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All-Indigenous panel talks dos and don’ts of development at P3 conference

Russell Hixson
All-Indigenous panel talks dos and don’ts of development at P3 conference
SCREENSHOT — An all-Indigenous panel spoke about how project stakeholders can partner with First Nations groups on green energy projects at this year's Canadian Council for Public-Private Partnerships Conference.

A group of Indigenous leaders recently shed light on the role Indigenous groups can play in advancing Canada’s march towards net-zero, what missteps project partners can avoid when working with a First Nation and what resources are available to First Nations groups interested in economic development.

The panel was put together as part of this year’s Canadian Council for Public-Private Partnerships annual P3 conference.

One of the panellists, Chief Sharleen Gale of the Fort Nelson First Nation in B.C., is currently working to develop the Tu-Deh-Kah Geothermal Project. The 7-15 MW geothermal facility would transform a depleted Clarke Lake gas field into a renewable geothermal energy project. The 100 per cent Indigenous-owned project would be the first of its kind in the country and would help get Fort Nelson’s electricity grid off fossil fuels.

Gale explained the First Nation first began discussing the project after a conference presentation by Geoscience BC. After applying for grants and work with provincial and federal partners, several test wells have already been dug.

“This just shows you what can be done when you work with First Nations people,” said Gale. “We would not be as successful if it wasn’t for everyone coming together. We continue to foster those relationships and update them. We need to set an example that we can transition to energy that reduces greenhouse gas.”

Her advice to groups looking at developing projects on First Nations territory was to engage with the leaders and the community with sincerity.

“Nothing is more frustrating than to read a report that we met in the freezer aisle of IGA,” said Gale. “That is not consultation and it’s not meaningful. Come on day one and discuss the project with us. We are stewards of the land. We know where things can and can’t go.”

She said taking this one step saves lots of time, money and effort in the long run. She emphasized the main goal for a First Nation is to enhance members’ economic wellbeing and aligning a project with that goal will make the project much smoother.

She strongly encouraged other First Nations groups interested in economic development projects to connect with the First Nations Major Projects Coalition which can help add capacity and expertise to their efforts.

“The coalition has tools and supports that First Nations can bring back to their membership,” she said. “If you are a struggling First Nation and see a great opportunity or project you want to be involved in, reach out to the coalition.”

Matt Jamieson, president of Six Nations of the Grand River Development Corporation in Ontario, has experience in a whole portfolio of projects that produce a combined 1,000 megawatts of green power.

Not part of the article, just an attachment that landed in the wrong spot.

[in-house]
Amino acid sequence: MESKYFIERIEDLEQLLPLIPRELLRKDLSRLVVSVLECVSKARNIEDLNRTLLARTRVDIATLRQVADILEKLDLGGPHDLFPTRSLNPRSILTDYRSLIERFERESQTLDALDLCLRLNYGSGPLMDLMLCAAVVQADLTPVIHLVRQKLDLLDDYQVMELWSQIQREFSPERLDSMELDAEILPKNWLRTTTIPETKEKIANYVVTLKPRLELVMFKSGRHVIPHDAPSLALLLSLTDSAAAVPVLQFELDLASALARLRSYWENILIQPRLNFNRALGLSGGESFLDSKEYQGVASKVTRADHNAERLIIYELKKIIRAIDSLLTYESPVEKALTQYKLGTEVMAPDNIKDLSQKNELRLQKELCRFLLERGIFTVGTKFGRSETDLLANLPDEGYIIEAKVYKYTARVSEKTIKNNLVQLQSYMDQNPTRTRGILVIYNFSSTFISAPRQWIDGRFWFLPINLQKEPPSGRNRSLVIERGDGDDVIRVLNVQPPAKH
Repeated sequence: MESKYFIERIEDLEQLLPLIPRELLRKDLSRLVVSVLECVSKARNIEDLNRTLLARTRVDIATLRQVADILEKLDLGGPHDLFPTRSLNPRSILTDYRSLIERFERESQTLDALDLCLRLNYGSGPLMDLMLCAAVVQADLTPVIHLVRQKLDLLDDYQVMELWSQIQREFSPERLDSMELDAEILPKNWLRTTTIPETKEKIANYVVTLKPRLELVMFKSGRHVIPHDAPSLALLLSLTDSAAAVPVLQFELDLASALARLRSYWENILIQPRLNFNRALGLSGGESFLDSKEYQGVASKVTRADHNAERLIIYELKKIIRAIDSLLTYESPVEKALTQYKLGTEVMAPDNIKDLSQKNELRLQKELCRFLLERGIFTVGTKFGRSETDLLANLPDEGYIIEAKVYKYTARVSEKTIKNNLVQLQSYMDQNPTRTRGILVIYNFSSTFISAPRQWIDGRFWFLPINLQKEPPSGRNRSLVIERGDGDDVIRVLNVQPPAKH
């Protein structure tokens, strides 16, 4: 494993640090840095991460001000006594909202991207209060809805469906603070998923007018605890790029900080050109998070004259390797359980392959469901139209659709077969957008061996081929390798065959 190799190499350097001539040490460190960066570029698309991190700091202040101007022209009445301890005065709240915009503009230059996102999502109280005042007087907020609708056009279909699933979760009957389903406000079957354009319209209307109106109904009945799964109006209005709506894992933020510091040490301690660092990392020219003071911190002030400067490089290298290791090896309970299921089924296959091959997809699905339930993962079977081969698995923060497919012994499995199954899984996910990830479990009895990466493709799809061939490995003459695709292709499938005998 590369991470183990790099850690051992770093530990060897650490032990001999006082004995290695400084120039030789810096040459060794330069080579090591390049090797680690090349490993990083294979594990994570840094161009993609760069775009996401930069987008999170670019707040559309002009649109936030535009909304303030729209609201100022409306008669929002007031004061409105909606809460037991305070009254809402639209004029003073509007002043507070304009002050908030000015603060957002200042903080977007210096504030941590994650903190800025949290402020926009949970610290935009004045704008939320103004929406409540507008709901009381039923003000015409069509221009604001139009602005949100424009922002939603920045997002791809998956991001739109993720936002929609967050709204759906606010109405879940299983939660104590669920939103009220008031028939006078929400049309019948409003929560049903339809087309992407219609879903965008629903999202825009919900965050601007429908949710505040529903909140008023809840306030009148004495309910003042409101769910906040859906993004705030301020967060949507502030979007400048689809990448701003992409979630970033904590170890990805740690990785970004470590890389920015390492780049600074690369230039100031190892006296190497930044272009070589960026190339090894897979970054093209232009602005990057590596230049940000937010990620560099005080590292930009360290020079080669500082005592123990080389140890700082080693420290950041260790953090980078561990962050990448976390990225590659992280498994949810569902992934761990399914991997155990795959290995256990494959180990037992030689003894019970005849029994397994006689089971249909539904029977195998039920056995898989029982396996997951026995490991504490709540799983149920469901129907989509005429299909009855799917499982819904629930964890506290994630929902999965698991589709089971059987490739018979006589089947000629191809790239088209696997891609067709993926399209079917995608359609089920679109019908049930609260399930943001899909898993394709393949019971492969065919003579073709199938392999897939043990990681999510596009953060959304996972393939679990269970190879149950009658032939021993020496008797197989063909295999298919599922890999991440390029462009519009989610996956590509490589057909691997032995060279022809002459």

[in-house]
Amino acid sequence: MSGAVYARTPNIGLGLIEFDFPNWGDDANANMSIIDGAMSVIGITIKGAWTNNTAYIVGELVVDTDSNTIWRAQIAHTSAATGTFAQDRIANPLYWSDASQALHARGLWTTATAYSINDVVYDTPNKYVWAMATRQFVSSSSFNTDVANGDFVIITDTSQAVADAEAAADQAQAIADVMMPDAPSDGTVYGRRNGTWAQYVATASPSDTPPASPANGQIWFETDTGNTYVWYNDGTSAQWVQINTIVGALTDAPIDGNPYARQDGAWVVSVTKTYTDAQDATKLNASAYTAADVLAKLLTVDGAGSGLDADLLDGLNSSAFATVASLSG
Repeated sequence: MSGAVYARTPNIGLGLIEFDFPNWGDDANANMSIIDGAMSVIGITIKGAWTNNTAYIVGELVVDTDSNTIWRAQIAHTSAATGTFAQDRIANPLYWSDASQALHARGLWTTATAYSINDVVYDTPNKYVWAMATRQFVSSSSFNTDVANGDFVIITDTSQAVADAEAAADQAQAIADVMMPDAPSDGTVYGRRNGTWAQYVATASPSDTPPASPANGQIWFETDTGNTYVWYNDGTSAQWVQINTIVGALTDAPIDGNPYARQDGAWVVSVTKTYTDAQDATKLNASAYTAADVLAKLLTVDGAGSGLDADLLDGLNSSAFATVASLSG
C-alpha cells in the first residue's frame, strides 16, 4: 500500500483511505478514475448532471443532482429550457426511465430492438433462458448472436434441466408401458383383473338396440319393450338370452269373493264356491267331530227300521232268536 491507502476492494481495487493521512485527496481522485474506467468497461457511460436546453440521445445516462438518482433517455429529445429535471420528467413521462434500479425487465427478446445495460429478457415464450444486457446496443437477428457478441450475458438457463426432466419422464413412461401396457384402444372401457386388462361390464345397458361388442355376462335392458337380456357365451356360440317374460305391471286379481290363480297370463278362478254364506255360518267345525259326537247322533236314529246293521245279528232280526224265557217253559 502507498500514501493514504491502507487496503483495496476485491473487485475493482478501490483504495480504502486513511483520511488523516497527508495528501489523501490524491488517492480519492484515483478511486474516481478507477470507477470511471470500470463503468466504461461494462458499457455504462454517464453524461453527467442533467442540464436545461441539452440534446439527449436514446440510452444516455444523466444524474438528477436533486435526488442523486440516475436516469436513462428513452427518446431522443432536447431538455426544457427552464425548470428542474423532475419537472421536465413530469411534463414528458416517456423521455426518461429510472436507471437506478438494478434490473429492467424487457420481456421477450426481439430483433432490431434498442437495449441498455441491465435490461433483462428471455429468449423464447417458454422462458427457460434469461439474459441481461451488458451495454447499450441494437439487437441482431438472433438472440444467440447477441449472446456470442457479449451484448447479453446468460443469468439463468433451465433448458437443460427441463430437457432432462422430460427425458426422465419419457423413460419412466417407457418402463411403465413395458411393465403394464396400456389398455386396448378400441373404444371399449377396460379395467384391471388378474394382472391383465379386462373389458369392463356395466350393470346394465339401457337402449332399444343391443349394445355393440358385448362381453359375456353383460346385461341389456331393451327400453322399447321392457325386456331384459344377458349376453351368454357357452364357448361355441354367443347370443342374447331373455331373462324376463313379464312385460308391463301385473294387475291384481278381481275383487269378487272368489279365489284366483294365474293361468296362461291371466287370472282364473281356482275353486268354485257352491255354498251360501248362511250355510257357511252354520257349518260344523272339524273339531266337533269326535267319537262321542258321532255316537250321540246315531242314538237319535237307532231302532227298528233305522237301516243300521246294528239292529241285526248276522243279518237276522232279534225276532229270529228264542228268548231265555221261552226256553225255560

Six Nations is currently developing the Oneida Energy Storage project in a joint venture with NRStor Incorporated. The project would draw and store existing surplus baseload and renewable energy during off peak periods. Power would be released to the Ontario grid when energy demand is at its peak. In addition, the energy storage facility would help stabilize Ontario’s electricity sector by providing grid balancing services.

“We are excited by the prospect and its an example of what can be accomplished when the Indigenous community gets organized,” said Jamieson. “We have been in lock-step with NRStor. They know our values.”

He explained finding the right partner for the project was critical and NRStor has been key in helping get buy-in from the government on the emerging battery storage technology.

“We are fortunate to have a partner with the horsepower and experience in batteries,” said Jamieson.

He advised other First Nations to not just chase opportunities, but to first focus on establishing what you want as a community and building a strategy around that. Before the Six Nations project was launched the team spent three years visiting members around kitchen tables to get a sense of what the goals should be.

“Long gone are the days when we will just partner with anyone,” he said. “There must be a foundational strategy to what you want to achieve as a community. Build your strategy and structure to achieve that goal. If you do that you will find the right partners and projects.”

Chief Crystal Smith of the Haisla Nation is currently working on developing Cedar LNG, the first Indigenous-majority-owned LNG export facility in Canada. Smith explained it has been decades in the making. The Nation has long seen industrial development in its territory and worked towards having a share and a say in it.

One of the first pieces of advice she gives to those looking at working with a First Nation is to hire First Nations people.

“They can be in an advisory role and help you navigate how those communities run and give insight,” she said.

She also stressed that projects need to get buy-in from First Nation members, not just the leaders. This means working at educating members about what the project is and getting a mandate from them.

“Introducing and getting those education pieces in is key,” she said. “There are knowledge holders in our community and experts. We need to hear from them, address their concerns and make sure we are meeting their needs.”


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